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Don’t breed like rabbits: Pope Francis for responsible parenthood

ABOARD THE PAPAL PLANE – Pope Francis is firmly upholding church teaching banning contraception, but said Monday that Catholics don’t have to breed “like rabbits” and should instead practice “responsible parenting.”

Speaking to reporters en route home from the Philippines, Francis said there are plenty of church-approved ways to regulate births. But he said most importantly, no outside institution should impose its views on regulating family size, blasting what he called the “ideological colonization” of the developing world.

African bishops, in particular, have long complained about how progressive, Western ideas about birth control and gay rights are increasingly being imposed on the developing world by groups, institutions or individual nations, often as a condition for development aid.

“Every people deserves to conserve its identity without being ideologically colonized,” Francis said.

The pope’s comments, taken together with his defense of the Catholic Church’s ban on artificial contraception during the trip, signal that he is increasingly showing his more conservative bent, which has largely been ignored by public opinion or obscured by a media narrative that has tended to highlight his populist persona.

On the trip, Francis gave his strongest defense yet of the 1968 encyclical Humanae Vitae, which enshrined the church’s opposition to artificial birth control. He warned against “insidious attacks” against the family – a reference to gay marriage proposals – echoing language often used by overwhelmingly conservative US bishops. And he insisted that “openness to life is a condition of the sacrament of matrimony.”

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At the same time, however, he said it’s not true that to be a good Catholic “you have to be like rabbits.” On the contrary, he said “responsible parenthood” requires that couples regulate the births of their children, as church teaching allows. He cited the case of a woman he met who was pregnant with her eighth child after seven Cesarean sections.

“That is an irresponsibility!” he said. The woman might argue that she should trust in God. “But God gives you methods to be responsible,” he said.

He said there are many “licit” ways of regulating births that are approved by the church, an apparent reference to the Natural Family Planning method of monitoring a woman’s cycle to avoid intercourse when she is ovulating.

During the Vatican’s recent meeting on the family, African bishops denounced how aid groups and lending institutions often condition their assistance on a country’s compliance with their ideals: allowing health care workers to distribute condoms, or withdrawing assistance if legislation discriminating against gays is passed.

“When imposed conditions come from imperial colonizers, they search to make people lose their own identity and make a sameness,” he said. “This is ideological colonization.”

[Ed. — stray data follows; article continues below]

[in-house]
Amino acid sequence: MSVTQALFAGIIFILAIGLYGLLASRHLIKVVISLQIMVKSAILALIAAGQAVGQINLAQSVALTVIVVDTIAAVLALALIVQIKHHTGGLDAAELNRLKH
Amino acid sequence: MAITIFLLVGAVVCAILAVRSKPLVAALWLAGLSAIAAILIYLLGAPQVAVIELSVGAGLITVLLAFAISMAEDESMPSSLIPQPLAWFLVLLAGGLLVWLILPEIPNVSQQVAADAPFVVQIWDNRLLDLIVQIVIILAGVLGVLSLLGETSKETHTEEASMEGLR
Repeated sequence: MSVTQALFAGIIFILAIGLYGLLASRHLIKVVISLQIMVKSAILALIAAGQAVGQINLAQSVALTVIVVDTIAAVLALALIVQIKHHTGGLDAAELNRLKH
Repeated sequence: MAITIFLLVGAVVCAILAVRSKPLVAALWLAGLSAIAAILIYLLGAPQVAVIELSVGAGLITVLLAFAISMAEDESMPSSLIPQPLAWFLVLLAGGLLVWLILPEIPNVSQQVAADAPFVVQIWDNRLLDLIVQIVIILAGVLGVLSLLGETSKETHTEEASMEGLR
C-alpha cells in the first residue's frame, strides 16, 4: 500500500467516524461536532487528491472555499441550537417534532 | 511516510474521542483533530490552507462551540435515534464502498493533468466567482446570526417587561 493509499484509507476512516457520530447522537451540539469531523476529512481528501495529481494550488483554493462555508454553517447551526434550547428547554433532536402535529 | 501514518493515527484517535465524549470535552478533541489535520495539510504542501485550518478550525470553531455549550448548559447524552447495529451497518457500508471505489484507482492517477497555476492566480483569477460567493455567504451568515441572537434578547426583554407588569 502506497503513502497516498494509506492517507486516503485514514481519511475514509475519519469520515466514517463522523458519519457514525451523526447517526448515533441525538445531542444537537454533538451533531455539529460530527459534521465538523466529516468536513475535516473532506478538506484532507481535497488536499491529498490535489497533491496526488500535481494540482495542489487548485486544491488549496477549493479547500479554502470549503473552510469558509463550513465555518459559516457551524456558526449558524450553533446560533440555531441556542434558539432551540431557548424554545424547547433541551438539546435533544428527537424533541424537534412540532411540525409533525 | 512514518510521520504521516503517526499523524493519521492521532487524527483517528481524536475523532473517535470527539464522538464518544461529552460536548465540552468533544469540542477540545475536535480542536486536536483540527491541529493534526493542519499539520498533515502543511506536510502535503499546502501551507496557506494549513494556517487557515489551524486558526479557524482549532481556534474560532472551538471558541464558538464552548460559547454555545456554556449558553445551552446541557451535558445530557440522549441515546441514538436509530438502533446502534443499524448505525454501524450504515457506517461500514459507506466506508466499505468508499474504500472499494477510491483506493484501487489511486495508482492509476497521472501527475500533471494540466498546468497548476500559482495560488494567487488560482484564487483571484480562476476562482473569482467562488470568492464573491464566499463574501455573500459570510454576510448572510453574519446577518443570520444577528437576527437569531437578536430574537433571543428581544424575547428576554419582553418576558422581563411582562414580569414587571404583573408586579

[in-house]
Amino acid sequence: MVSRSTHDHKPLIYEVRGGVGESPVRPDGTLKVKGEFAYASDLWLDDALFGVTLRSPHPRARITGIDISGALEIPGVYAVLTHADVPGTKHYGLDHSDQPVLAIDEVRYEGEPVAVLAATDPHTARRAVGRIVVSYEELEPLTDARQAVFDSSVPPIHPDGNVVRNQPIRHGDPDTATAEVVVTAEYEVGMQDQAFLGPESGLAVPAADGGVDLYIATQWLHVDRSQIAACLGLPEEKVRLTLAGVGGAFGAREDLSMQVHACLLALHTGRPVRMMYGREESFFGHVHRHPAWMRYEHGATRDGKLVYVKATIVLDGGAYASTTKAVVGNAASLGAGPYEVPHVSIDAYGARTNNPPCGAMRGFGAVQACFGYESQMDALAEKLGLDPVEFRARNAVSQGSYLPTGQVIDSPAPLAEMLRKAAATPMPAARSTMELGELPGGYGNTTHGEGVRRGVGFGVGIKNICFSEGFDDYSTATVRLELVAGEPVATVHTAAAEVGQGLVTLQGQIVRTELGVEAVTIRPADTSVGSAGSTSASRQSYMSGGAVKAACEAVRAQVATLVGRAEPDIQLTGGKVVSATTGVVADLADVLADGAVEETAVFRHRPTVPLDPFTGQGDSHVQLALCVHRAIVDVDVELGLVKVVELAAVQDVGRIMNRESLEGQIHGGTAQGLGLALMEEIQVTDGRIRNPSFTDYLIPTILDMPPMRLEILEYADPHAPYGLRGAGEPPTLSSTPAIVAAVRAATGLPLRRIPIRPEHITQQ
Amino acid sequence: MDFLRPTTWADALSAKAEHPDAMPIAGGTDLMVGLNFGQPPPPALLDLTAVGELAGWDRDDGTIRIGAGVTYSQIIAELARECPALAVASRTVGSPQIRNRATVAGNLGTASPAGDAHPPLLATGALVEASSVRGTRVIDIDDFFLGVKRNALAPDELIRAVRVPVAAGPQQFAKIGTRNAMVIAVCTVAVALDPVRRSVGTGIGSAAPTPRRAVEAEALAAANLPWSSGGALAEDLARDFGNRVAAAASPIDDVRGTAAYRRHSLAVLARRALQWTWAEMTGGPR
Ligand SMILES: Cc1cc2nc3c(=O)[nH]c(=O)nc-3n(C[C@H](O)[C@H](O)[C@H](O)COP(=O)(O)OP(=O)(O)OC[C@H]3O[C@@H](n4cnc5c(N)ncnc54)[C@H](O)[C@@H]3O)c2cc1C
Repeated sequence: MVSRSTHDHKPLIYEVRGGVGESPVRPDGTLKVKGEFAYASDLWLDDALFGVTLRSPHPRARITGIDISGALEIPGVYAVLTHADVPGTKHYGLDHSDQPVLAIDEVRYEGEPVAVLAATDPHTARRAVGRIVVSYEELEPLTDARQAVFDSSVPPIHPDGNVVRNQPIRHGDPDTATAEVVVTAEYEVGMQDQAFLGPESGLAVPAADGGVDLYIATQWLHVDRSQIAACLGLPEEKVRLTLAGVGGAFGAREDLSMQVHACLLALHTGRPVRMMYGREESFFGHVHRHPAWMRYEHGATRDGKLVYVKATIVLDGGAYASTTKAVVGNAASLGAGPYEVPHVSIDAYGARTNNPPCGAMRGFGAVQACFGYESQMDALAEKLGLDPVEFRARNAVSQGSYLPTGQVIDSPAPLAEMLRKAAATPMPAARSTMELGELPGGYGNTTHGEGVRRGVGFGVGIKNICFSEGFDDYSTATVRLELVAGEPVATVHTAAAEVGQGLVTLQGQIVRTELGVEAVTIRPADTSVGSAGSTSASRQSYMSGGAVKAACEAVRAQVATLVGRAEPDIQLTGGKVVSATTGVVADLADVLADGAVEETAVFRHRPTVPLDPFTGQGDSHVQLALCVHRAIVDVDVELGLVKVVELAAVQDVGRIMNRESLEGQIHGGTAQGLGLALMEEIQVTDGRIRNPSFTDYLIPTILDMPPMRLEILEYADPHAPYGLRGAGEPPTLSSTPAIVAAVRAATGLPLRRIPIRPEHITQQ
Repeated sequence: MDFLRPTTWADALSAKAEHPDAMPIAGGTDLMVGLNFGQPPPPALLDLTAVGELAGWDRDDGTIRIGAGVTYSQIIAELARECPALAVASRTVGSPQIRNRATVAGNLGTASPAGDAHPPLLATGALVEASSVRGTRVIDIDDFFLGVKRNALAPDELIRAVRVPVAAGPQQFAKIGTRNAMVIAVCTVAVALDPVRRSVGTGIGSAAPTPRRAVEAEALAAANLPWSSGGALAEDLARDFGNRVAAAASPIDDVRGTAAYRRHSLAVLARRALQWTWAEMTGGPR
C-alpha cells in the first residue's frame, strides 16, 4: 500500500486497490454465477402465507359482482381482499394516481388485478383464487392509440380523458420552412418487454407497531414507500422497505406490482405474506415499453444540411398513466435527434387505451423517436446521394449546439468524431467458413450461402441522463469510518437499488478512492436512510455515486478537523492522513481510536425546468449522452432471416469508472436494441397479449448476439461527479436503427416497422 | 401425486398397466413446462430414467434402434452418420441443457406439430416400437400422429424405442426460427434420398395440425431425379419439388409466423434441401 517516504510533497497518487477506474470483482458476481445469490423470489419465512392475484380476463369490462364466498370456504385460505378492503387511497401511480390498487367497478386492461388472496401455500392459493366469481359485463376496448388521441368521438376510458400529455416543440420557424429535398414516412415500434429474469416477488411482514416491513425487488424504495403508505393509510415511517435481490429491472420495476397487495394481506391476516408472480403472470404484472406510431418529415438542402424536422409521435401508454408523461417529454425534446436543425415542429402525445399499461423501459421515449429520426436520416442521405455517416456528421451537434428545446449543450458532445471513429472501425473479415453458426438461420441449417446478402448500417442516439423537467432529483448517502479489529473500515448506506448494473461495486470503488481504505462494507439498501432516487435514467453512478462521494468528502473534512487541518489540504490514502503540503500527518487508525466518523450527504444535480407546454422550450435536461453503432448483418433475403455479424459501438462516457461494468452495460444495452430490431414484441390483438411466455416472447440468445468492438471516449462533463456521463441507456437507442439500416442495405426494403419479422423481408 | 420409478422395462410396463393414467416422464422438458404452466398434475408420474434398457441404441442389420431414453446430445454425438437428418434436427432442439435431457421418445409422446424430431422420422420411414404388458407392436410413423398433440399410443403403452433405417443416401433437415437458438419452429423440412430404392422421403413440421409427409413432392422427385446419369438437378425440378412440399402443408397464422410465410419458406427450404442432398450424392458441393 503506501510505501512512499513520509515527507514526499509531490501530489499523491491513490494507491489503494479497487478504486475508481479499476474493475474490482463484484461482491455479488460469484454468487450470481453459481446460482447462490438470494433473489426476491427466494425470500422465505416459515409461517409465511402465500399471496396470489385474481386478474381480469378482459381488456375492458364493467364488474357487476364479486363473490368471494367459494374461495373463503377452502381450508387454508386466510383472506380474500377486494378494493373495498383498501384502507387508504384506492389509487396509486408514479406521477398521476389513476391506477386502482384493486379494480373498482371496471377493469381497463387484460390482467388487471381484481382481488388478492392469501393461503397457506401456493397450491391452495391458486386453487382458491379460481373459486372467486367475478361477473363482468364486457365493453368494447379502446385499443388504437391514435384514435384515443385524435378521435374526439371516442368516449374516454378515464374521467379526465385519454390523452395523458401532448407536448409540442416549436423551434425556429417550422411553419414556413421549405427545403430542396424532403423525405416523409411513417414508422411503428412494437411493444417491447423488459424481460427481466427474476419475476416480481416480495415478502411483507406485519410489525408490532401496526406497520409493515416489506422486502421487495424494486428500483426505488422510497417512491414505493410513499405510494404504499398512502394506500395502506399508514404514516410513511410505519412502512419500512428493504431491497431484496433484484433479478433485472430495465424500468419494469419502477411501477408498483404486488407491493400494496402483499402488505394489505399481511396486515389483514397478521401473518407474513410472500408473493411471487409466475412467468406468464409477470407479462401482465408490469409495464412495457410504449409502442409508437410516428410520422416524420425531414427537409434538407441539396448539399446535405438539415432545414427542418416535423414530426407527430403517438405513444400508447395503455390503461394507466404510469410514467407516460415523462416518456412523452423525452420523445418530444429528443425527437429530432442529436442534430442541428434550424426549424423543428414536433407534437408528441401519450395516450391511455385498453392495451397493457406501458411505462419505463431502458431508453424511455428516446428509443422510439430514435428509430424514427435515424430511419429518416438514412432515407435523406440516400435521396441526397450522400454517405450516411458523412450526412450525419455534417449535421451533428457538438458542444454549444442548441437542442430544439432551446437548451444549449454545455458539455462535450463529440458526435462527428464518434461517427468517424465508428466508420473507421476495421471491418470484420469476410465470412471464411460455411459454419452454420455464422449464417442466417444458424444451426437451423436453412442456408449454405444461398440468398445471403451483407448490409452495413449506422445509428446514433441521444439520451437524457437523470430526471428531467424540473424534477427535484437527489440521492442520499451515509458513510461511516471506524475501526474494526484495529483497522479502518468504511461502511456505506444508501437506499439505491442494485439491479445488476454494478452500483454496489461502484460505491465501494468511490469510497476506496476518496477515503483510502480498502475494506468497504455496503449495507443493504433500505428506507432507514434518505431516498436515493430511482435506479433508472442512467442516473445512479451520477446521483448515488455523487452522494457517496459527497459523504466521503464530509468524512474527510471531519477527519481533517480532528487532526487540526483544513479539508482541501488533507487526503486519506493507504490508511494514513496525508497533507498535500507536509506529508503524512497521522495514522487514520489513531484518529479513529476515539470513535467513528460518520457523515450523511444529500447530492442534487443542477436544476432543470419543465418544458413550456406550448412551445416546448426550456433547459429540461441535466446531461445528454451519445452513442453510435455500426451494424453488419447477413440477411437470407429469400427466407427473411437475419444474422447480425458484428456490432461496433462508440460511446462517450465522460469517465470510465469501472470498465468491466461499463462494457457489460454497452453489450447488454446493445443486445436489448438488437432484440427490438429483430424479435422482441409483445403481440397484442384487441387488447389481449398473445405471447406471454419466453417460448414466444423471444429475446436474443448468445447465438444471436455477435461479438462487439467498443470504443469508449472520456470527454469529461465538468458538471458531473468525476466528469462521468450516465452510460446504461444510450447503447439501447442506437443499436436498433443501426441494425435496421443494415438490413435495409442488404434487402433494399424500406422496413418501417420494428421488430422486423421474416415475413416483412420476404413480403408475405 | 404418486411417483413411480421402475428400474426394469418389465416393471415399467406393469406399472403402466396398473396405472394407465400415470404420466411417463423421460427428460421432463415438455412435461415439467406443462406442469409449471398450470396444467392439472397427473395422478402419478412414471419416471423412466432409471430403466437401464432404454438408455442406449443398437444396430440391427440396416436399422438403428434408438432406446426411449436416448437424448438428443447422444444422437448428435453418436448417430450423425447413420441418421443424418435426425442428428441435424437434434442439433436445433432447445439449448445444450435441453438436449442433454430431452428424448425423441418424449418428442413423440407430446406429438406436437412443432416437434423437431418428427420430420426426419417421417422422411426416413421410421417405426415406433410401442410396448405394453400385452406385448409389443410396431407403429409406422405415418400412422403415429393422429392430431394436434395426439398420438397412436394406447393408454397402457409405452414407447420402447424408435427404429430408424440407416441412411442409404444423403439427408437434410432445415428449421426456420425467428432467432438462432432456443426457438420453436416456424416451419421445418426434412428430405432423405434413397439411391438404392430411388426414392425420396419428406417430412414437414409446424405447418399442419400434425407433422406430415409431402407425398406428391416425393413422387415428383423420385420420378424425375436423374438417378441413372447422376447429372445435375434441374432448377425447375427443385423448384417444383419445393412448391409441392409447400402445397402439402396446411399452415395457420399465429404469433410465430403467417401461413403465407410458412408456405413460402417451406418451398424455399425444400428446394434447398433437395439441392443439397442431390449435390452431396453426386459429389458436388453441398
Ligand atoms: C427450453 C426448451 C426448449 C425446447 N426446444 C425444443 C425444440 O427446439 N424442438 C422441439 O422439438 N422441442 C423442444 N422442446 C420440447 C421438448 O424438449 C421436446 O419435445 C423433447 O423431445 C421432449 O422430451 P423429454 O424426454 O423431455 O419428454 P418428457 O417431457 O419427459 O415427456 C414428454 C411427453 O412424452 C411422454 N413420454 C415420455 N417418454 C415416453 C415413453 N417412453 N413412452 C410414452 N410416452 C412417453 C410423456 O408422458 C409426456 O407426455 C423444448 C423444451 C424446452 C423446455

Cabral, lawmakers agree with pope

In Manila, former health secretary Esperanza Cabral yesterday agreed with the pronouncement of Pope Francis that Catholics do not have to breed “like rabbits.”

In an interview, Cabral noted the pontiff’s statement that parents should practice “responsible parenting.”

“That is true. What the Church is saying is that parents should have children that they can raise. But they want this done through natural family planning. That means the Church is still opposed to artificial or modern means of contraception,” Cabral, now leading the implementation of the Reproductive Health Law by Department of Health, said.

She assured the public that the law gives “concession” to those who are against the use of contraceptives.

“This is not only for Catholics but for everyone. Under the law, both the artificial and modern natural methods will be promoted,” Cabral added.

Meanwhile, lawmakers both supportive of and opposed to the RH Law agreed with Pope Francis’ call for Catholic couples to practice responsible parenthood.

Reps. Lito Atienza of Buhay party-list and Amado Bagatsing of Manila – both of whom voted against the RH Law in the House of Representatives – said the pope’s call has long been the Church’s position on family planning.

“That has been the long-standing position of the Church, for couples to exercise responsible parenthood but not in the context of the use of harmful contraceptives,” Atienza said.

“Take care of your family and make sure that you can truly provide for them but be open to life,” he said.

Bagatsing said the Aquino administration should heed the pope’s call in that it should stick to the ruling of the Supreme Court, which had struck down certain unconstitutional provisions in the RH Law, in implementing the statute.

“The law was passed simply because of the lobby of huge pharmaceutical companies. The implementation must not skirt the law,” he said.

Gabriela party-list Rep. Emmerenciana de Jesus, one of the principal RH advocates in the House, said Pope Francis’ statement should be taken in the context of the state’s having the primary obligation of ensuring the best quality of life for families.

“My appreciation of the pope’s statement is that he meant the overall quality of life that the state has the obligation to take care of, like ensuring quality jobs so that families can be productive members of society,” De Jesus said.

She said the pope’s statement should be taken by Malacañang as a wake-up call to improve the economy for the sake of families. – AP, Sheila Crisostomo, Paolo Romero

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